Portsmouth was platted in 1803, but it's history extends back to the establishment of a community called Alexandria on the west bank of the Scioto River, an Indian word meaning "fresh water". Repeated flooding of the lowlands on which Alexandria was built prompted Major Henry Massie to lay out a new community on the higher east bank. He named it Portsmouth to honor his former home, Portsmouth, Virginia. The floods eventually destroyed Alexandria, but Portsmouth grew.
The city was incorporated by the state legislature in 1814, but it was not until the legislature authorized the town council to provide support for schools in 1838 that the first public schools were established. Prior to that, several fee schools were conducted by trained educators, the first established in a log house in 1823.
The first religious services were conducted in 1813 by a Methodist minister. The following year saw the arrival of the first circuit preacher. By 1875, Portsmouth had 15 church buildings and a synagogue.
Two factors contributed to the early growth of the community. One was the Ohio River, a major transportation asset. Completion in 1832 of the 300-mile-long Ohio-Erie Canal added significantly to this asset. It meant that goods produced in northern Ohio could be brought to Portsmouth for transfer to steamboats which navigated the Ohio River. The second contributing factor was iron. Smelting furnaces sprung up throughout the Portsmouth area and have left behind names like Franklin Furnace and Scioto Furnace, now assigned to the small settlements that developed around them.
The railroad arrived in the area in 1853 and continues to be an important asset to the economic health of Portsmouth and the neighboring communities. The Chesapeake and Ohio Eastern Railway bridge at suburban Sciotoville, built in 1917, is one of the world's longest continuous spans. The bridge and its approaches extend one-third of a mile. It is considered to be one of the world's ten most notable railroad bridges.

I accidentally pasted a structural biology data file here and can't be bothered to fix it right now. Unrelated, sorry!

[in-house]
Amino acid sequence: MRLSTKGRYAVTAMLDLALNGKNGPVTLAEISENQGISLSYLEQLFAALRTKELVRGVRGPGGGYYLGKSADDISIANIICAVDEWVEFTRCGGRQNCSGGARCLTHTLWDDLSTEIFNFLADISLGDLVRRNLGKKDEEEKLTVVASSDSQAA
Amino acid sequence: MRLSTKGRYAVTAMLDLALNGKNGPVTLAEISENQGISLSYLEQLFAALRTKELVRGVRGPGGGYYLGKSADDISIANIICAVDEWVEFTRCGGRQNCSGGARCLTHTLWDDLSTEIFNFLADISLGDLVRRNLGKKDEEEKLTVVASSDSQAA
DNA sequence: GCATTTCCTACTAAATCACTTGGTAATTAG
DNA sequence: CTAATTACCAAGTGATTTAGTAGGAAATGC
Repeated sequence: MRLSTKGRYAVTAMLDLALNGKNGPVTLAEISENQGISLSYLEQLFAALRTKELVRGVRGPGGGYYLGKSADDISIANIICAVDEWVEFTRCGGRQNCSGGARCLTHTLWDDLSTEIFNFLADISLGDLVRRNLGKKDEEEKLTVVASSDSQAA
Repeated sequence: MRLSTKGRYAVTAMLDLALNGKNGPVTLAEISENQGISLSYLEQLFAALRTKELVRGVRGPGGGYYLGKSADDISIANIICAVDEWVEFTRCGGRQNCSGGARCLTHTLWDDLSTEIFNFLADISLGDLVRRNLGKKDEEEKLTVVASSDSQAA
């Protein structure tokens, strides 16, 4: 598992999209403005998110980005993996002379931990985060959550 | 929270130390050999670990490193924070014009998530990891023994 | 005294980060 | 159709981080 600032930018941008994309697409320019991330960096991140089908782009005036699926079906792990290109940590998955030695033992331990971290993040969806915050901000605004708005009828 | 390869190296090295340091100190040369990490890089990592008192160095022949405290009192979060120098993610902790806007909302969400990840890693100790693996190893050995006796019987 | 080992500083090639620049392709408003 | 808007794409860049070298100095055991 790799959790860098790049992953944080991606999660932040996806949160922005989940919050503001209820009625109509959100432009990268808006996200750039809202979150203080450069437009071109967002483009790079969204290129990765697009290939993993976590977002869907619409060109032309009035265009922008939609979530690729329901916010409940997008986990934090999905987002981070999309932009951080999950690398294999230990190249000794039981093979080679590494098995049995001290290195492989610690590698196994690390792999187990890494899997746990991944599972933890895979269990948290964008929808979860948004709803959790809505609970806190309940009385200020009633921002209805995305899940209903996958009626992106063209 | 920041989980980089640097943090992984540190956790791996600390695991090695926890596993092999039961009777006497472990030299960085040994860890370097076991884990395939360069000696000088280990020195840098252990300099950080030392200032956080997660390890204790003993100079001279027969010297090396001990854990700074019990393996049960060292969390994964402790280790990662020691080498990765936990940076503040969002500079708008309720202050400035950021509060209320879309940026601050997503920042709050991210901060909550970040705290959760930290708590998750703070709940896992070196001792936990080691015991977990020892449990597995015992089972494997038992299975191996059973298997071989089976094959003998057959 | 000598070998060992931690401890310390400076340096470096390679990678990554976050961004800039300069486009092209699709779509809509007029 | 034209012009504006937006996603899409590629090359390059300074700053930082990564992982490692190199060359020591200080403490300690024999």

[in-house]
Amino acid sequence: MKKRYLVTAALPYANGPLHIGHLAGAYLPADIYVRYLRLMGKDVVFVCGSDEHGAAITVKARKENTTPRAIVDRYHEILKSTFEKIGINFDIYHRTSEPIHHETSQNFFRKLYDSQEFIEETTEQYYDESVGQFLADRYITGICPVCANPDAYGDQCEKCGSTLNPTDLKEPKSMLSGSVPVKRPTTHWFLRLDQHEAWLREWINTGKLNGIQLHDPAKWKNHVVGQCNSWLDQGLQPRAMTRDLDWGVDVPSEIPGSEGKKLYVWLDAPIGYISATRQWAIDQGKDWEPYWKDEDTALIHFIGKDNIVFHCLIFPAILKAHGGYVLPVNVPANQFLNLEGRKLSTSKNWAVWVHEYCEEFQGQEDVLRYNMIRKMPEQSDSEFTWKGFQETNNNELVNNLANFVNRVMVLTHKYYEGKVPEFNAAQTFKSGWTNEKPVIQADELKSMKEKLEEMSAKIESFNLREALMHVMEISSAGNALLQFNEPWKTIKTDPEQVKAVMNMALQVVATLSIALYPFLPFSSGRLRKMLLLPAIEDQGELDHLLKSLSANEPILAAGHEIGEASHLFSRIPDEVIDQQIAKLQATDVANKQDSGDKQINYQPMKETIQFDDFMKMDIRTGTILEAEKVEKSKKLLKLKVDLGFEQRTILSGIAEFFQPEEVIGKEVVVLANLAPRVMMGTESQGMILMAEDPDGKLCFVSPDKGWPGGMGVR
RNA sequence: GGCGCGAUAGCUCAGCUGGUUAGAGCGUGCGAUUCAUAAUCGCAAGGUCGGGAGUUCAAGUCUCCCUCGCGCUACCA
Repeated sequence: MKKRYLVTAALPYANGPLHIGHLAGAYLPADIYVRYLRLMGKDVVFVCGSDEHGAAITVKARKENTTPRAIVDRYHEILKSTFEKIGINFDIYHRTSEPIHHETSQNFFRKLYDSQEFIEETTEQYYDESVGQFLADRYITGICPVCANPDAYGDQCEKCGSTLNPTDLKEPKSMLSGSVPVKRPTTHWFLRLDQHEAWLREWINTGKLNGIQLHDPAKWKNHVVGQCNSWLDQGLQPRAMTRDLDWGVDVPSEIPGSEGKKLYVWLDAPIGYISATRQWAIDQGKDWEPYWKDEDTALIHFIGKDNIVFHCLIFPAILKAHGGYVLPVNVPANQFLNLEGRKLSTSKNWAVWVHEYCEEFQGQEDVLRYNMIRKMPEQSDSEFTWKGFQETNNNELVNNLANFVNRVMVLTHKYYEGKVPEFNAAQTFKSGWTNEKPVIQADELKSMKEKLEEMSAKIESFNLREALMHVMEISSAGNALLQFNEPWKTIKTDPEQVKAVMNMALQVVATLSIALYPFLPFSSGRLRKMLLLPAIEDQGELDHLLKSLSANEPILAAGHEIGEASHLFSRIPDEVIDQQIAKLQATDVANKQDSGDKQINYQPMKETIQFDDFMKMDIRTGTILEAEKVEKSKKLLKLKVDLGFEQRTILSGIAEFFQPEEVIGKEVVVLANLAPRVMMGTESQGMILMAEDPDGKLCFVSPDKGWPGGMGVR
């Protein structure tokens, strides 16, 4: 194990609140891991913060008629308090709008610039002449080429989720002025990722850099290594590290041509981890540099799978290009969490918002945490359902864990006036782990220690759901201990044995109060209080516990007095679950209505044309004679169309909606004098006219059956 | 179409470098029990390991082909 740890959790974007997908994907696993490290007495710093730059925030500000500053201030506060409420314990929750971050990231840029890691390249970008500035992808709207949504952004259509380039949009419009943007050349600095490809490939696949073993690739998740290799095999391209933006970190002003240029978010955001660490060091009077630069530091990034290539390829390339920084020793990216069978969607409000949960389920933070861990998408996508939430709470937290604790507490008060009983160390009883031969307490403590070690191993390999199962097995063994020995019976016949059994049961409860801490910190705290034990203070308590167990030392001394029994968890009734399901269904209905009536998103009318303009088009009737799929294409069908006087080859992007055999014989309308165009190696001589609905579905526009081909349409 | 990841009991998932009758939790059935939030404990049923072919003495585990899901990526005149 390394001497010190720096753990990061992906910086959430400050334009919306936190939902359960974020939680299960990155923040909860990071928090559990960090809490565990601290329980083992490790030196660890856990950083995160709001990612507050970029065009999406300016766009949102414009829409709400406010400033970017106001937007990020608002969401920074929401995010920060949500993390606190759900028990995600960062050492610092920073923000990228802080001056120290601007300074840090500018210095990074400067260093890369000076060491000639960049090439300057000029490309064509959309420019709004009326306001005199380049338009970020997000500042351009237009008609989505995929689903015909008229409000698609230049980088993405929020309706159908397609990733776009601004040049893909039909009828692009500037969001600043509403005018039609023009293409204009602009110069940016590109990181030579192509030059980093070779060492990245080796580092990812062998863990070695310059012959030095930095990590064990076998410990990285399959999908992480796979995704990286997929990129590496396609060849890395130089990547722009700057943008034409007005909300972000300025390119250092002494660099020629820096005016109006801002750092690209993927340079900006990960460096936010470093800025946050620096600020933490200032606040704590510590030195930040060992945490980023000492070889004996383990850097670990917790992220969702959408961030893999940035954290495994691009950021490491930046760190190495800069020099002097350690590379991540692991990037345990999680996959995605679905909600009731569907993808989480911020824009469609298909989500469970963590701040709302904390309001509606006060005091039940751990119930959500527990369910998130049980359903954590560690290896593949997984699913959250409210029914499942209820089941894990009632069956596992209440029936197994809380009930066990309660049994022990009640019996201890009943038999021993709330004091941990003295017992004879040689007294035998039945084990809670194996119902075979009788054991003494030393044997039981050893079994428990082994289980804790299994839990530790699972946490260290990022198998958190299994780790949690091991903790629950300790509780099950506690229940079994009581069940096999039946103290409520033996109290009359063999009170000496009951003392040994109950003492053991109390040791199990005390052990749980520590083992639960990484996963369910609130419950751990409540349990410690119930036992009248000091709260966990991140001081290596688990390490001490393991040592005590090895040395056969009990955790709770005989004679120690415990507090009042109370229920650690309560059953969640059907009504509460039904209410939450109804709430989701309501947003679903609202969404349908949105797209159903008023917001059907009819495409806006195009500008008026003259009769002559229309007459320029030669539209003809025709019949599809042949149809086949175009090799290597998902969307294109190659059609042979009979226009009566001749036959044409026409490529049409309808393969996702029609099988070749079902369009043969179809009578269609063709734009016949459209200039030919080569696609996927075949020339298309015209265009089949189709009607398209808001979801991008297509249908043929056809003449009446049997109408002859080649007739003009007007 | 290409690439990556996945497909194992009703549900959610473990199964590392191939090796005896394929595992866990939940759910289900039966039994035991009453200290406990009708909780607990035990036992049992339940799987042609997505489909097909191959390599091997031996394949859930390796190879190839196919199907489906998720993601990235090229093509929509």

Flooding of the Ohio and Scioto Rivers plagued much of the early history of Portsmouth. Certain floods were gauged by high water marks on the walls of a local tavern. The particularly disastrous flood of 1937 spurred construction of a flood wall system that has since held back high water.
One survivor of those early floods is the Boneyfiddle district of Portsmouth with its pre-1900 architecture. Today, this area is the subject of intensive restoration and surely will become one of the state's most notable attractions for tourists, historians and architecture buffs. Its beautiful Old Market Square sector, with its collection of shops and splendid housing for senior citizens, has already become a prominent cultural focal point in the community. A long range plan for redevelopment calls for continuing expansion of business in the area, construction of riverfront condominiums and recreation areas, revitalization of other housing in the area and development of the district's distinctive cultural assets.
Portsmouth is the home of a number of notable personalities in the arts, sports, politics and business. Among the prominent names are Jesse Stuart, poet laureate of Kentucky; artists Woddi Ishmael, Richard Zoellner and Clarence Carter; cowboy actor Roy Rogers; band leader Clyde McCoy; William Lucas, an early Ohio governor; Shakespearean actress Julia Marlowe; baseball greats Branch Rickey, Del Rice, Rocky Nelson, Al Oliver, Larry Hisle, Don Gullett and Gene Tenace; and two novelists: Barbara Webb Robinson, author of "The Best Christmas Pageant Ever" which has been produced for television; and Lou Anne Walden, a popular romance writer.
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